The lawyer representing Moore argued that the state court rejecting the district map was not departing from state law, and therefore was constitutional. Gorsuch reiterated "nobody here thinks the North Carolina Supreme Court is exercising a legislative function."

What about the Electoral College?

One notable example of the domino effect of Moore v. Harper can be seen in Wisconsin, home to a Republican-led state legislature that gained even more seats during the 2022 midterm elections. In January, Ryan Cooper wrote for The Week that the state of Wisconsin "effectively exists under one-party rule." Liberals can still win statewide elections — Democrat Tony Evers was re-elected governor during the midterms — but state legislative districts are hopelessly gerrymandered in favor of Republicans. If the Supreme Court sides with Moore, GOP-controlled legislatures in states like Wisconsin would have full authority to rig not only their own states' legislative elections, but elections to the U.S. House of Representatives as well.

It might not stop there, either. Article II, Section 1 of the U.S. Constitution empowers each state to "appoint, in such Manner as the Legislature thereof may direct, a Number of Electors" equal to that state's number of senators and representatives. The clause doesn't say anything about the popular vote. This means, in theory, that state legislators can appoint whoever they want to the Electoral College, including entirely separate slates of electors. If the Court sides with Moore next summer on the question of federal redistricting, they're likely to apply the same reasoning to presidential elections. This interpretation was floated by conservative justices — including Thomas — during the Bush v. Gore (2000) case that handed George W. Bush the presidency.

The Electoral Count Act of 1887 stipulates that each state's slate of electors must be certified by the governor of that state. In states like Wisconsin— which has a Democratic governor — this law could prevent the Republican-led legislature from handing the state's electoral votes to a losing Republican candidate. But if the independent state legislature doctrine is correct, then the governor has no right to usurp the legislature's constitutionally granted powers. That provision of the Electoral Count Act (ECA) would be struck down.

This idea "is quickly becoming dogma among Republican legal apparatchiks," Cooper wrote. Convincing Republican-controlled states won by President Biden to submit alternate slates of Republican electors was a key part of Trump lawyer John Eastman's strategy to overturn the 2020 presidential election, though it eventually failed. His plan also rested on the assumption that the ECA is "likely unconstitutional."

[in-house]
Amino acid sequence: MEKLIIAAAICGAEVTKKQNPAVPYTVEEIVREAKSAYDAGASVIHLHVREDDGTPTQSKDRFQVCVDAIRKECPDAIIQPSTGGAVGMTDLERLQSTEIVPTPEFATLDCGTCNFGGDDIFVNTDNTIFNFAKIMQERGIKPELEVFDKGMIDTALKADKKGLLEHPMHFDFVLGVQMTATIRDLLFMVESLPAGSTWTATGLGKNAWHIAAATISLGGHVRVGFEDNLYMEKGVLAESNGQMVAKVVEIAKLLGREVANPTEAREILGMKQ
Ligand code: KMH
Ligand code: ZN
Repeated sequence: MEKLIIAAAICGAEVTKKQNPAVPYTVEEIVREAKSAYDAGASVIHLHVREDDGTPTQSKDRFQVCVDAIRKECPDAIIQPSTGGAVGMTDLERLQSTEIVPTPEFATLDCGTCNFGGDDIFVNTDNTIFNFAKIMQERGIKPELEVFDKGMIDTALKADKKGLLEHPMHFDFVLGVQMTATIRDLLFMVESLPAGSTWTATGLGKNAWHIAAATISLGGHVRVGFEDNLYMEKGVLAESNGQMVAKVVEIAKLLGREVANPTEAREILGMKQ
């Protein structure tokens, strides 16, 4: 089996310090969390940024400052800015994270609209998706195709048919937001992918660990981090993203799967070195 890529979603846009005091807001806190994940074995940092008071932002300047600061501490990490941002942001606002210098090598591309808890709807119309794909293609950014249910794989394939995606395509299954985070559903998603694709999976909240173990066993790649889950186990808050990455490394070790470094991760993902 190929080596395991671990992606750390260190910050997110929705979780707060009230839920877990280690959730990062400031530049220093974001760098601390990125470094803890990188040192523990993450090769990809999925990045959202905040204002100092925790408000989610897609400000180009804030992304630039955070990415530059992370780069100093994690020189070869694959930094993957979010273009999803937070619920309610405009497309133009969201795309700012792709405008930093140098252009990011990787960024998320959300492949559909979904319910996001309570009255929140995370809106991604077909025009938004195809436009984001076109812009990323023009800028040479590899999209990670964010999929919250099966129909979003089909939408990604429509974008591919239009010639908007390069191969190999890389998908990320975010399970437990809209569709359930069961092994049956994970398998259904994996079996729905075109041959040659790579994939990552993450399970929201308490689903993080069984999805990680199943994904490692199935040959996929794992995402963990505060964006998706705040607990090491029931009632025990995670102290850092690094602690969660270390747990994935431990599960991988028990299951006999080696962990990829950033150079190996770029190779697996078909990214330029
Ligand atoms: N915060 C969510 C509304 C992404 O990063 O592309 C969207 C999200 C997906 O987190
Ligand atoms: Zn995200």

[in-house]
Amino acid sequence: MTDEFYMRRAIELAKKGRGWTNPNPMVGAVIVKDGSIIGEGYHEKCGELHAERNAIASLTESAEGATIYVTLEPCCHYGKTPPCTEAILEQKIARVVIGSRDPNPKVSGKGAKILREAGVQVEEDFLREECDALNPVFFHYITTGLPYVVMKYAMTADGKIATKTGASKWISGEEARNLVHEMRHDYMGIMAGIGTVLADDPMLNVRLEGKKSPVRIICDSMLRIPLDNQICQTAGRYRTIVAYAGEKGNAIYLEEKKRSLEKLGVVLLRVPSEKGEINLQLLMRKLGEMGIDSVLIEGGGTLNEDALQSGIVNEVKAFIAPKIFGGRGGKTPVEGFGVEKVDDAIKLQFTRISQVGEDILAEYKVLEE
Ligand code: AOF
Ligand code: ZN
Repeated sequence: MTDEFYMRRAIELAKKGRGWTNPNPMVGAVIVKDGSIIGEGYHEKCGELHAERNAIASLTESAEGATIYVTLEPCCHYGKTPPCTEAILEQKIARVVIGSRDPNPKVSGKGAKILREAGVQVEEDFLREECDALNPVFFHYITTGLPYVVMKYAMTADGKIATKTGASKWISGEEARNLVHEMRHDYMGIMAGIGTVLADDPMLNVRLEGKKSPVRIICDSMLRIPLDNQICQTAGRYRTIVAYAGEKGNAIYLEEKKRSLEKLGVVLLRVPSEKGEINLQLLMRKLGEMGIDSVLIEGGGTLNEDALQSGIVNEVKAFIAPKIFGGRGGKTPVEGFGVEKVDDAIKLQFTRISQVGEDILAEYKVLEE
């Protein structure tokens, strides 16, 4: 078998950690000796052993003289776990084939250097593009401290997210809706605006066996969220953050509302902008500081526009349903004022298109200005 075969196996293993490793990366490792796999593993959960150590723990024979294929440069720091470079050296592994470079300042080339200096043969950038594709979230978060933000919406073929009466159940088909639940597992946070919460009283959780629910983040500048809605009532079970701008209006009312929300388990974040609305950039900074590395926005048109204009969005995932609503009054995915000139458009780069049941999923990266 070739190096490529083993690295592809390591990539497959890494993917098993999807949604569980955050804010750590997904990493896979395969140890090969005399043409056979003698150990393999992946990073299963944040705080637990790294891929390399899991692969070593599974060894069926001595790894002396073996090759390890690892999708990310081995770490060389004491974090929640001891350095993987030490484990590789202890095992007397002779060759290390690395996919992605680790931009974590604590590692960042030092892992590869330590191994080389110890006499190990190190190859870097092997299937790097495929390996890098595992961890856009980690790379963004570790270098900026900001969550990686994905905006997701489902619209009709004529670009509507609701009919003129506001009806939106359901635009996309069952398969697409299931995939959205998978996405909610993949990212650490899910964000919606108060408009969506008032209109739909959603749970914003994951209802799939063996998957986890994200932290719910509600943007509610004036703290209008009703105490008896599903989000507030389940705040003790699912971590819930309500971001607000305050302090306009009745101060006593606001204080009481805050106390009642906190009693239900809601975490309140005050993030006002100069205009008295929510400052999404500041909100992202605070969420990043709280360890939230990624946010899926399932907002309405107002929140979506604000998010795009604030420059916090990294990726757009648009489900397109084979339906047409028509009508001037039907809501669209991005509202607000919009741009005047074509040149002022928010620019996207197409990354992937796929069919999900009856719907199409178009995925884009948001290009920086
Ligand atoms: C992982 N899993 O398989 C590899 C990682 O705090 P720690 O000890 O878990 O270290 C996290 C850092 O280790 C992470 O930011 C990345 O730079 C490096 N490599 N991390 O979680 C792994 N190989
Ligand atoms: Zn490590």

What's the worst-case scenario?

Zach Praiss of the nonprofit Accountable Tech and progressive talk show host Thom Hartmann have laid out similar nightmare scenarios that could arise if the Court rules in Moore's favor. Hartmann imagines a 2024 presidential contest between Biden and Florida Gov. Ron DeSantis, in which Biden wins the popular vote in Georgia, North Carolina, Wisconsin, Michigan, Pennsylvania, and Arizona. The GOP-controlled legislatures of these six states then decide to disregard the will of the voters and award their 88 electoral votes to DeSantis, which would almost certainly make him the next president.

Republicans control both legislative houses in 30 states, plus the unicameral legislature of Nebraska. Those states control over 300 electoral votes, more than enough to elect a president.

"It is difficult … to see the desire to put sole control of election rules in the hands of a partisan legislative body as anything more than a power grab," argued Christine Adams in The Washington Post. Laurence H. Tribe and Dennis Aftergut were even blunter in the Los Angeles Times: "Adopting the independent state legislature theory would amount to right-wing justices making up law to create an outcome of one-party rule."

Additionally, Quinta Jurecic wrote in The Atlantic that "any state-level effort to upend the 2024 presidential election on the basis of ... the independent state legislature theory would depend, in part, on the fact that the theory is difficult for laypeople to understand — and therefore open to distortion."

What can be done?

There may still be a silver lining for democracy, as election-denying candidates were almost unanimously defeated during the midterms, putting a damper on efforts to swing the 2024 race. The midterm elections notably included the rejection of a number of secretaries of state candidates — the officials who certify the ballot results — who had said they would tamper with the outcome of the election.

Additionally, if Congress were to pass reforms to the ECA, it would notably close off avenues that could be used to exploit the will of the voters. The effectiveness of any of these actions, though, first depends on how the Supreme Court rules in Moore.

Feb. 8, 2023: This story has been updated with the news that the North Carolina Supreme Court will rehear the case.